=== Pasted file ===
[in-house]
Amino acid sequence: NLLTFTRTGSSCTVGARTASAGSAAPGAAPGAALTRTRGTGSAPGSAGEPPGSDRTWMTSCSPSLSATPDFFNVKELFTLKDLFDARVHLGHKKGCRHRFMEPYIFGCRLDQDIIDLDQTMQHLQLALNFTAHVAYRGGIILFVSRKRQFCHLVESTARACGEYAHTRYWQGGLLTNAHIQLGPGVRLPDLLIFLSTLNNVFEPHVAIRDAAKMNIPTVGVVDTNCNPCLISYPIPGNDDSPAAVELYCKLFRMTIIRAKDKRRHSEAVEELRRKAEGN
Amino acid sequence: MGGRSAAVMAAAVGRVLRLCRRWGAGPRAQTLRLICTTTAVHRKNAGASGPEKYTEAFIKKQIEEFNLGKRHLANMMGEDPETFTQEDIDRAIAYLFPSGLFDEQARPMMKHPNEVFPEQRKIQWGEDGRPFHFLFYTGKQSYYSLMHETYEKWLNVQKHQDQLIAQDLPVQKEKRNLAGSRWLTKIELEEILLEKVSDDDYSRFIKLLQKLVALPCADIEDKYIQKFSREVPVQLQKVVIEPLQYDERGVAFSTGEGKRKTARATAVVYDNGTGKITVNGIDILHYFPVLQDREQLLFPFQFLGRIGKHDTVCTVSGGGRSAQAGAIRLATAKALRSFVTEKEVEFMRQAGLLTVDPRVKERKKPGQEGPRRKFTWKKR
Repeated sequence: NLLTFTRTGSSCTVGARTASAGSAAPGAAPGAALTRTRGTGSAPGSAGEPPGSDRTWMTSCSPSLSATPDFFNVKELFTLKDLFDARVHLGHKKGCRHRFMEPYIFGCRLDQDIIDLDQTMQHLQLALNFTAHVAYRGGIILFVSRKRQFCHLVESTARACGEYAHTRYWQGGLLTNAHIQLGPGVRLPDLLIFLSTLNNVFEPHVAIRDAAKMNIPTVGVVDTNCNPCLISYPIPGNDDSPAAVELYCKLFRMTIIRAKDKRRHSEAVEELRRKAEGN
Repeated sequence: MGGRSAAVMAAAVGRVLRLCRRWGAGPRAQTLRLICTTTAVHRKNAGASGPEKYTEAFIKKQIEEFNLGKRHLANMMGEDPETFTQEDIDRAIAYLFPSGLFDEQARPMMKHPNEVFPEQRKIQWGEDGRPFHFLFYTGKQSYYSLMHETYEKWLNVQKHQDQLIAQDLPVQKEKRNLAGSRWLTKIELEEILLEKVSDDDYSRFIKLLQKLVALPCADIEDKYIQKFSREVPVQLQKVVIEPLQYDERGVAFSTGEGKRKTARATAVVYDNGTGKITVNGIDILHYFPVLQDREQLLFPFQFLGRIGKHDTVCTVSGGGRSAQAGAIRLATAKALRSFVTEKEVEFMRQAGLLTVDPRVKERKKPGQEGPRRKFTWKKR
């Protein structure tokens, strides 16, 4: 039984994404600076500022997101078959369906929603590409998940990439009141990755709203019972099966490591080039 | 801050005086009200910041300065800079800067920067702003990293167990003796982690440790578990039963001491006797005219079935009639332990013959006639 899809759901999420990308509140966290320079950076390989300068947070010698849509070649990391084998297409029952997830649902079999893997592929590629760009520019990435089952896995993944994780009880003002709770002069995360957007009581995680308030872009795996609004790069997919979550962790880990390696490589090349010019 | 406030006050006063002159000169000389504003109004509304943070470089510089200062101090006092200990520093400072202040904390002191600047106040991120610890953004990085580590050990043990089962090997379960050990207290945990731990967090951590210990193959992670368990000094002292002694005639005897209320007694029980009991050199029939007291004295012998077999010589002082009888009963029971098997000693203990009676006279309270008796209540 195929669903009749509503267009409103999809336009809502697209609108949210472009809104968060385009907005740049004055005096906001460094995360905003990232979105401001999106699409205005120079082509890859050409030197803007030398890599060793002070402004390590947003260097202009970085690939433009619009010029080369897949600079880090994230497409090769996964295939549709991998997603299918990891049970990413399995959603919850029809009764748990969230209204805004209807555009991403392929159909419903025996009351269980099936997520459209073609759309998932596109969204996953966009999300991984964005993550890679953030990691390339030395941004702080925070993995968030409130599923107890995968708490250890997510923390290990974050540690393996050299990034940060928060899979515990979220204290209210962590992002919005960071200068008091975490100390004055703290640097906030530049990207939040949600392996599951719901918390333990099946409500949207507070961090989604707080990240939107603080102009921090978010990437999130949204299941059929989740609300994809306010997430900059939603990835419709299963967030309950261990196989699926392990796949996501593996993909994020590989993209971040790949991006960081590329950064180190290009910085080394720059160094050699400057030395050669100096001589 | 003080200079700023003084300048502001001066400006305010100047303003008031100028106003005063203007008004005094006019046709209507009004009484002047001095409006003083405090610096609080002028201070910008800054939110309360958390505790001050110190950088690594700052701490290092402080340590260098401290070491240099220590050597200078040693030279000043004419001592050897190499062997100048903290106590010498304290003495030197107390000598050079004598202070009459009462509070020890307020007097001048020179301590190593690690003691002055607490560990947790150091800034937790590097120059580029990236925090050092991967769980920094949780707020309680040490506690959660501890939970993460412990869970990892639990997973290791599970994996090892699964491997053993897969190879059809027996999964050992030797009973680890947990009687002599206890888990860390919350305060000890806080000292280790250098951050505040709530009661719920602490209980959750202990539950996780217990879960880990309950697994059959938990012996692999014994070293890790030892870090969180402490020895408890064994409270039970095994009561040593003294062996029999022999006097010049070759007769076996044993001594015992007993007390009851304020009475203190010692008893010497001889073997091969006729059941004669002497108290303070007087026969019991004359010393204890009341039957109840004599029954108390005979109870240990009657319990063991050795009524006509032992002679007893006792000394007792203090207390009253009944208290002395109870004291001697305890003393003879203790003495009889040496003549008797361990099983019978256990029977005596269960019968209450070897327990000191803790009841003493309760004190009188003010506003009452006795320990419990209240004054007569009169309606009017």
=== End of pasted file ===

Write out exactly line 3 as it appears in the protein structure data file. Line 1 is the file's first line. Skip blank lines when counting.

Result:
Amino acid sequence: MGGRSAAVMAAAVGRVLRLCRRWGAGPRAQTLRLICTTTAVHRKNAGASGPEKYTEAFIKKQIEEFNLGKRHLANMMGEDPETFTQEDIDRAIAYLFPSGLFDEQARPMMKHPNEVFPEQRKIQWGEDGRPFHFLFYTGKQSYYSLMHETYEKWLNVQKHQDQLIAQDLPVQKEKRNLAGSRWLTKIELEEILLEKVSDDDYSRFIKLLQKLVALPCADIEDKYIQKFSREVPVQLQKVVIEPLQYDERGVAFSTGEGKRKTARATAVVYDNGTGKITVNGIDILHYFPVLQDREQLLFPFQFLGRIGKHDTVCTVSGGGRSAQAGAIRLATAKALRSFVTEKEVEFMRQAGLLTVDPRVKERKKPGQEGPRRKFTWKKR